As temperatures in the Mid-Atlantic plummet, the chances increase for frozen pipes in your home. Here’s what to do if you find yourself with a frozen water pipe.
WHY DO PIPES FREEZE
Water expands when it freezes, even if that water is trapped in a pipe. That expansion puts pressure on the pipe that is containing it whether or not that pipe is made of plastic or metal. Anytime the weather forecast is predicting freezing temperatures, including the nighttime temperatures, be mindful of your most vulnerable plumbing.
Pipes that are most susceptible to freezing are those that are exposed to the outdoors, like pipes that serve as pool supply lines and water sprinklers. Hose bibs and water supply lines in unheated areas in your home like basements and attics are vulnerable; even kitchen cabinets that are attached to exterior walls can get cold enough to freeze.
WHAT TO DO WHEN A PIPE FREEZES
If you open a faucet and the water does not flow freely during cold weather, you might have a frozen pipe.
When you discover you have a frozen pipe here are a few things to try:
- Open the cold and/or hot water faucet that is closest to the frozen pipe. This can relieve some of the built-up pressure and reduce the chance of that pipe rupturing.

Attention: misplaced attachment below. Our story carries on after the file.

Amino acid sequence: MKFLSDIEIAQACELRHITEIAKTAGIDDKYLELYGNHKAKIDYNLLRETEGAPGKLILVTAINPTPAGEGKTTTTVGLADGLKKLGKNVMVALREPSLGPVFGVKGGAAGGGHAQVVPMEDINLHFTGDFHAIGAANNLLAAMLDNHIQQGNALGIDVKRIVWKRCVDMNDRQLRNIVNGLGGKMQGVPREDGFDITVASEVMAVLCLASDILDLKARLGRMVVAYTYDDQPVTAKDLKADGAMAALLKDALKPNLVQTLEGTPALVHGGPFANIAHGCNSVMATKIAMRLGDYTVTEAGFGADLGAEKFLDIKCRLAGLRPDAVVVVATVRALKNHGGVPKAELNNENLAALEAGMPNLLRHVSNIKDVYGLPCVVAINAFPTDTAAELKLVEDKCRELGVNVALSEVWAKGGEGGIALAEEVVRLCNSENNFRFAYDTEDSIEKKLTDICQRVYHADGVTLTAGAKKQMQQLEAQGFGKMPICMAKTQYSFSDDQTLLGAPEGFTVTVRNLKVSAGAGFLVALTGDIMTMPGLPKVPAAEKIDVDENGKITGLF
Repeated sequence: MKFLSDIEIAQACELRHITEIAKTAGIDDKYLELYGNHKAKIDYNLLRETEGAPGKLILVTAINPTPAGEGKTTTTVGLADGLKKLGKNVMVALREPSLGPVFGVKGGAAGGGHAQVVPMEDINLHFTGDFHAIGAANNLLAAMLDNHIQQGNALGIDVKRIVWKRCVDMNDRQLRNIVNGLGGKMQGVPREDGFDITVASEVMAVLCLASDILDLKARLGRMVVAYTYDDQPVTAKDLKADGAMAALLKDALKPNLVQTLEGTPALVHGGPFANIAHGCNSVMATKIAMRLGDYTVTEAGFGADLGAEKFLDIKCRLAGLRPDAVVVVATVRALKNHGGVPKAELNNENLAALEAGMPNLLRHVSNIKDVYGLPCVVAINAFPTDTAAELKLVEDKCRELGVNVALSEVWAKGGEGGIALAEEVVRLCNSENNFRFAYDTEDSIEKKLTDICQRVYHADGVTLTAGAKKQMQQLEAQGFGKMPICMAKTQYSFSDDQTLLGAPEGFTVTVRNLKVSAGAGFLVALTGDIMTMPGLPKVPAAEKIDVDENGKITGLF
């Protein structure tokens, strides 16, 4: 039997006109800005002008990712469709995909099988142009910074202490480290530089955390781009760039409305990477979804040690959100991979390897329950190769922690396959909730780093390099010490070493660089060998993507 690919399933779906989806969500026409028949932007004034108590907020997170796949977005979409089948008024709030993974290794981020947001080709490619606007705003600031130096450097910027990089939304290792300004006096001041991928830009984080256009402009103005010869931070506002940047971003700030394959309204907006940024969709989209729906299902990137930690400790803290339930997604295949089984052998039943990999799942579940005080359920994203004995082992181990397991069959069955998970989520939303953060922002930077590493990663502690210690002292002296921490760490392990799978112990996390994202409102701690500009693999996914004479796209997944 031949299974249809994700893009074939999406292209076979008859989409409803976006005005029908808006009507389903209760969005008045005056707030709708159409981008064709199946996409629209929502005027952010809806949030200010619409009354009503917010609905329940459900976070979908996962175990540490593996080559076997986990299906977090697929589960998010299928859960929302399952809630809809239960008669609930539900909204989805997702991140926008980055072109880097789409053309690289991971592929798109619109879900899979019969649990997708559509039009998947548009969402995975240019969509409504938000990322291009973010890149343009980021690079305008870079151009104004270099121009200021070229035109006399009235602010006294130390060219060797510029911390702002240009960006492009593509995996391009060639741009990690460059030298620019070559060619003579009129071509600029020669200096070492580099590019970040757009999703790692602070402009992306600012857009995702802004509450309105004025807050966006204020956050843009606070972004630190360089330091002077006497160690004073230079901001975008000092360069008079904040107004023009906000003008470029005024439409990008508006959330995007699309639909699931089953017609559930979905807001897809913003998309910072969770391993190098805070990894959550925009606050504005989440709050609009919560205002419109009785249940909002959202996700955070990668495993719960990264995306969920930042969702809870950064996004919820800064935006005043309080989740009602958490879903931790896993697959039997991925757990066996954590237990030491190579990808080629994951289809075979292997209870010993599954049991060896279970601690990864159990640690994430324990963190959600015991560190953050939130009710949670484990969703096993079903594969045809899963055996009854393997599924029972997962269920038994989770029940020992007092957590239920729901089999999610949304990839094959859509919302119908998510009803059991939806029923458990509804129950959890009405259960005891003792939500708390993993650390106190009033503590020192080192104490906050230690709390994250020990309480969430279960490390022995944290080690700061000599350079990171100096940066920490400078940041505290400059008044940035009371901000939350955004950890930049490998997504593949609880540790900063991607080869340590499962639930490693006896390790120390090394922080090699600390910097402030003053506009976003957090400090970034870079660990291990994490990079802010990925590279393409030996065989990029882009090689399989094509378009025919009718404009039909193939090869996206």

- Attempt to warm up the pipe. You can do this by applying heat to the section of the pipe using an electric heating pad, an electric hair dryer or using towels soaked in hot water.
- Never use a blow torch or any other open flame device to warm the pipes.
- Sometimes the area where the pipe is frozen is not easily accessible and it is best to call a professional plumber.
- Check all the other faucets in your home by letting them run for a minute or two. It is likely if you have one frozen pipe there may be others.
- Know where your main water shutoff valve is located. If your pipe bursts it will be critical to turn off your main water supply as soon as possible. It’s also important to call a professional plumber right away.
Frozen pipes aren’t just an issue for homeowners. Water main breaks and frozen water meters occur often during the winter months, according to the Washington Suburban Sanitary Commission. It’s a good idea to keep three days’ worth of water on hand during the winter months. That equates to about one to two gallons of water per person per day and additional water for any pets in the home.
When it comes to frozen pipes, prevention is key. Check out these tips to help your pipes to remain free-flowing this winter.
Freezing water pipes that can escalate into ruptured ones are one of the costliest winter risks to your home.